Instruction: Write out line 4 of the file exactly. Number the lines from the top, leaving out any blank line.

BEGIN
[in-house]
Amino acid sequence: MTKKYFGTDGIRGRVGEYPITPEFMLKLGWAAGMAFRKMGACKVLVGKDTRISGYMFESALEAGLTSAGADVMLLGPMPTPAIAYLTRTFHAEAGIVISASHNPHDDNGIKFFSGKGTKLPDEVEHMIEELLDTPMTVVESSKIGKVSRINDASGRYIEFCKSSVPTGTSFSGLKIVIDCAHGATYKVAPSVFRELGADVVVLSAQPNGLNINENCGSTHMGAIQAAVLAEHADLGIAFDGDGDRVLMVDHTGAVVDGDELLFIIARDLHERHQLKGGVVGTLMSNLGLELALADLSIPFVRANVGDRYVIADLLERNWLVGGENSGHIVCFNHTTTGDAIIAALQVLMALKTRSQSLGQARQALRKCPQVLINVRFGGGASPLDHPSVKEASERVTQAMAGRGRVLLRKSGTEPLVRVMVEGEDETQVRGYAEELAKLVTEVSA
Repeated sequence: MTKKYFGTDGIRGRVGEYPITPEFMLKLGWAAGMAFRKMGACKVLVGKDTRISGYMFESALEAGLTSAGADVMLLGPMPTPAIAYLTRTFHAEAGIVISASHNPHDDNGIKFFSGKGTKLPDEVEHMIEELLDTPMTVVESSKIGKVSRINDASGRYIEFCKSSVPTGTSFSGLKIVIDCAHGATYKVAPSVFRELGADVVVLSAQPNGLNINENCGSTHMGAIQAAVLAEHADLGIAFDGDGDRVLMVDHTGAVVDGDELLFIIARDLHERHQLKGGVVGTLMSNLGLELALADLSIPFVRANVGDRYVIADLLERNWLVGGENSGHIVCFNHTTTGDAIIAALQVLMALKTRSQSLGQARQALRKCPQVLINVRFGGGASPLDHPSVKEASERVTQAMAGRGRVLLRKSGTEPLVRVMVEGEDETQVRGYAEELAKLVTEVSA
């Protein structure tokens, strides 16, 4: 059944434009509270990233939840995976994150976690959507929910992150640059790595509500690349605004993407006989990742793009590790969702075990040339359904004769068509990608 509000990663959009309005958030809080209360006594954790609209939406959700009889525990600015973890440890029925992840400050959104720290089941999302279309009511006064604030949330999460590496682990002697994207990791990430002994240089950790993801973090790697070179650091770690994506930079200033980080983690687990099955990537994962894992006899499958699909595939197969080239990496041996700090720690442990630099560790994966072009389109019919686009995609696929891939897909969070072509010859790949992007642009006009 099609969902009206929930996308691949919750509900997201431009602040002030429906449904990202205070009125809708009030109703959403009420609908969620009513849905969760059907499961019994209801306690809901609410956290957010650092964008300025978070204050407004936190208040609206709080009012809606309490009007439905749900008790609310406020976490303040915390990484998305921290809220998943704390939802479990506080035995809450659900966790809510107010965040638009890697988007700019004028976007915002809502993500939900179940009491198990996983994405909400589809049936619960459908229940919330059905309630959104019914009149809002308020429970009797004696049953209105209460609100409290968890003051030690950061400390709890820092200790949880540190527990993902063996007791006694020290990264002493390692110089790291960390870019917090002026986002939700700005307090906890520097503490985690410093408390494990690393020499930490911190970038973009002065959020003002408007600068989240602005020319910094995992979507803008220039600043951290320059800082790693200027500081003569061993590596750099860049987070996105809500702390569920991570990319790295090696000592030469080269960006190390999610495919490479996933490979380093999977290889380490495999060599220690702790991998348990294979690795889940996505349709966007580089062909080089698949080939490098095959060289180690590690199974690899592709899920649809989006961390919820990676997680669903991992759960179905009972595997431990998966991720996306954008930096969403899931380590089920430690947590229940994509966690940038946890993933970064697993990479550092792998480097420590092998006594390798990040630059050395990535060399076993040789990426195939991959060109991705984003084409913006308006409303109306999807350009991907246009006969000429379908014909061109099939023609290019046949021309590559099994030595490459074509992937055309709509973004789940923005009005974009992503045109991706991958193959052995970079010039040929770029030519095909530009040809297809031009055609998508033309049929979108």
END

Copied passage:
């Protein structure tokens, strides 16, 4: 059944434009509270990233939840995976994150976690959507929910992150640059790595509500690349605004993407006989990742793009590790969702075990040339359904004769068509990608 509000990663959009309005958030809080209360006594954790609209939406959700009889525990600015973890440890029925992840400050959104720290089941999302279309009511006064604030949330999460590496682990002697994207990791990430002994240089950790993801973090790697070179650091770690994506930079200033980080983690687990099955990537994962894992006899499958699909595939197969080239990496041996700090720690442990630099560790994966072009389109019919686009995609696929891939897909969070072509010859790949992007642009006009 099609969902009206929930996308691949919750509900997201431009602040002030429906449904990202205070009125809708009030109703959403009420609908969620009513849905969760059907499961019994209801306690809901609410956290957010650092964008300025978070204050407004936190208040609206709080009012809606309490009007439905749900008790609310406020976490303040915390990484998305921290809220998943704390939802479990506080035995809450659900966790809510107010965040638009890697988007700019004028976007915002809502993500939900179940009491198990996983994405909400589809049936619960459908229940919330059905309630959104019914009149809002308020429970009797004696049953209105209460609100409290968890003051030690950061400390709890820092200790949880540190527990993902063996007791006694020290990264002493390692110089790291960390870019917090002026986002939700700005307090906890520097503490985690410093408390494990690393020499930490911190970038973009002065959020003002408007600068989240602005020319910094995992979507803008220039600043951290320059800082790693200027500081003569061993590596750099860049987070996105809500702390569920991570990319790295090696000592030469080269960006190390999610495919490479996933490979380093999977290889380490495999060599220690702790991998348990294979690795889940996505349709966007580089062909080089698949080939490098095959060289180690590690199974690899592709899920649809989006961390919820990676997680669903991992759960179905009972595997431990998966991720996306954008930096969403899931380590089920430690947590229940994509966690940038946890993933970064697993990479550092792998480097420590092998006594390798990040630059050395990535060399076993040789990426195939991959060109991705984003084409913006308006409303109306999807350009991907246009006969000429379908014909061109099939023609290019046949021309590559099994030595490459074509992937055309709509973004789940923005009005974009992503045109991706991958193959052995970079010039040929770029030519095909530009040809297809031009055609998508033309049929979108």